Work requirements are social safety net's bridge to dignity
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America’s economy is still surging along.

The unemployment rate has fallen to 3.5 percent, a level not achieved in 50 years. Wages are rising at an annual rate of 3.1 percent and the average hourly earnings for production and non-supervisory workers are growing even faster at 3.7 percent. There are more than 7 million job openings in the United States – 1.2 million more than there are unemployed persons.

Despite this prosperity, there are still too many people who face barriers to tapping into their unique gifts and talents. Welfare programs that may have been well intentioned often have the perverse effect of telling people experiencing poverty that they should not reap the benefits of employment, but should be dependent on government for their basic needs. Instead of rewarding hard work and initiative, cycles of poverty get perpetuated.


In a step that could help correct part of this inequity, the Department of Agriculture recently finalized a rule to restore the intent of the Supplemental Nutrition Assistance, or Food Stamp, program, to be a bridge from dependency to the dignity of work. The goal is to help people free themselves from poverty, rather than simply make poverty more bearable.

The Food Stamp law includes a common-sense requirement that able-bodied adults without dependents must work or be preparing for work to qualify for benefits for more than three months. There are multiple ways to satisfy the requirement -- working (including just part time), looking for work, or enrolling in a training program.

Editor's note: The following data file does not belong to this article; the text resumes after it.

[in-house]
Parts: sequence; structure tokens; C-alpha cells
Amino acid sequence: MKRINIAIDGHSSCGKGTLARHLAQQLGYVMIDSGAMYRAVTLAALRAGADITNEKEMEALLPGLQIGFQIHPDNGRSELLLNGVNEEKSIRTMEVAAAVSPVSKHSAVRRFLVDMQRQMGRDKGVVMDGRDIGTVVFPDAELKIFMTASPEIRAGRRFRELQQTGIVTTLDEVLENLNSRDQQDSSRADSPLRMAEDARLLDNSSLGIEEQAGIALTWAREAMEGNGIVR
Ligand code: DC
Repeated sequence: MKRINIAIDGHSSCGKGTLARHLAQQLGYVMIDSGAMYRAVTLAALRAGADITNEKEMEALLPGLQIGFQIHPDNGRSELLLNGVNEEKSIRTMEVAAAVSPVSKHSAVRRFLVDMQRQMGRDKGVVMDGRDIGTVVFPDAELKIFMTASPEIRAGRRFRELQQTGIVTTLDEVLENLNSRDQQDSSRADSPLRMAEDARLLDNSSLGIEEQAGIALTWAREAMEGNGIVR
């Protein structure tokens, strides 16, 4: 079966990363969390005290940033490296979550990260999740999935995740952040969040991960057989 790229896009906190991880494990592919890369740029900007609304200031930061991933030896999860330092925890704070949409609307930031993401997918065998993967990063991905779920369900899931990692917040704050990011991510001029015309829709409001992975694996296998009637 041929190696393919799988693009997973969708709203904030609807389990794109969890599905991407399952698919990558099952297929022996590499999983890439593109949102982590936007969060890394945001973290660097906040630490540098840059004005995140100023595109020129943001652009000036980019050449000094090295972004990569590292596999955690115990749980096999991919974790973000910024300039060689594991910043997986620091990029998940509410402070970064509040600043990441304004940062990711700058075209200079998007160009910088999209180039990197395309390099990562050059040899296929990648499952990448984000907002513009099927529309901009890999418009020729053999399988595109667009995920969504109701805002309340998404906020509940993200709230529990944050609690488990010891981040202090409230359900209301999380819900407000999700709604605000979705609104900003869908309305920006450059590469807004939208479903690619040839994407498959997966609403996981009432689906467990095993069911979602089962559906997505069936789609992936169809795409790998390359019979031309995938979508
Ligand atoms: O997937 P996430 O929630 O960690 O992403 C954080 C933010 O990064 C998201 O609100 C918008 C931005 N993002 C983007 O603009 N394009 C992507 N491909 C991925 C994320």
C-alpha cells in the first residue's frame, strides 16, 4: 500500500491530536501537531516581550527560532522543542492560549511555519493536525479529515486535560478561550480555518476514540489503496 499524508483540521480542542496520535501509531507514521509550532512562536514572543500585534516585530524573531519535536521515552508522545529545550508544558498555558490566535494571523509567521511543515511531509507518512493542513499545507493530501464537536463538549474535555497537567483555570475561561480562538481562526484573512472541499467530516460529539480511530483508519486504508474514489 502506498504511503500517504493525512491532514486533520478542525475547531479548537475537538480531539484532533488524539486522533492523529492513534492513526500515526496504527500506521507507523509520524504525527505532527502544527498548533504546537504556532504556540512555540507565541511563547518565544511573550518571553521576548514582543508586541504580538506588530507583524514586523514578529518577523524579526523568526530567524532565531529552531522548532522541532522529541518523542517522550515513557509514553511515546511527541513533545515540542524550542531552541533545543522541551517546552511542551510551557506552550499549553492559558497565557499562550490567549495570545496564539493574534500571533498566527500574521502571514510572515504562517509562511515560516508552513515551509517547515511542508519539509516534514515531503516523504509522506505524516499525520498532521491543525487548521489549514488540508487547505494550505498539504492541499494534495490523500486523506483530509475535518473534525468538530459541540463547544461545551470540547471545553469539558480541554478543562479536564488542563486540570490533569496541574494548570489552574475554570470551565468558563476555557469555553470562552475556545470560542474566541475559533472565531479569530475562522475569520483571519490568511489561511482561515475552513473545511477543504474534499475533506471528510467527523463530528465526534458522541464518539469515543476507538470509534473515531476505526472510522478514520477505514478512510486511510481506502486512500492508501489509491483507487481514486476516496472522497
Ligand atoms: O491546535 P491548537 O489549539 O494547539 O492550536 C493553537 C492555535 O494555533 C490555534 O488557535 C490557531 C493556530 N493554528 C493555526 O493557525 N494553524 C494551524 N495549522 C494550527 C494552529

Enforcing work requirements is popular, with 82 percent of Americans supporting them in a recent poll. More importantly, it is the right thing to do for those experiencing poverty. Studies in Arkansas, Kansas, Mississippi, and Maine all showed that that when work requirements are enforced, the number of able-bodied adults on the welfare rolls falls, time on welfare is reduced, people reenter the workforce, and incomes increase. Most importantly, dependency decreases and people have greater opportunity to realize success.

But millions of able-bodied adults remain on the welfare rolls despite not satisfying the work requirement, a result of loopholes that allow states to request a waiver of the work requirement for an area that has an unemployment rate above 10 percent or “does not have a sufficient number of jobs to provide employment.”

Thirty-six states and territories have waived the work requirements in all or parts of their states. These waivers serve as a barrier to food stamp recipients who could otherwise be reentering the workforce or taking advantage of job-training services to enjoy the benefits of this growing economy, beginning a path to self-sufficiency. Providing benefits for able-bodied adults without requiring work is a perverse incentive that sends the signal to those experiencing poverty that they should not tap into their gifts and talents to succeed, but that they should become dependent on welfare.


Despite the progress this rule represents, there is still work to be done.

For starters, it would be better if these changes were spelled out in law rather than the regulatory process. Congress and the president should work to strengthen the work requirements in food stamps and other welfare programs; there is no need to wait until the next farm bill to do so. The administration should also work to strengthen the program by eliminating other regulatory loopholes.

At the state level, governors should understand they are now accountable for the implementation of the work requirements in their states. They should recognize that welfare must serve as a safety net and a bridge to dignity through work. They should follow the examples of other leaders who have taken this responsibility seriously, such as Gov. Mike Dunleavy, who this year ended Alaska’s statewide work requirement waiver.

These efforts to improve the nation’s welfare programs, enabling pathways for people to realize earned success, should be celebrated.

Matthew D. Dickerson is a policy manager at Americans for Prosperity.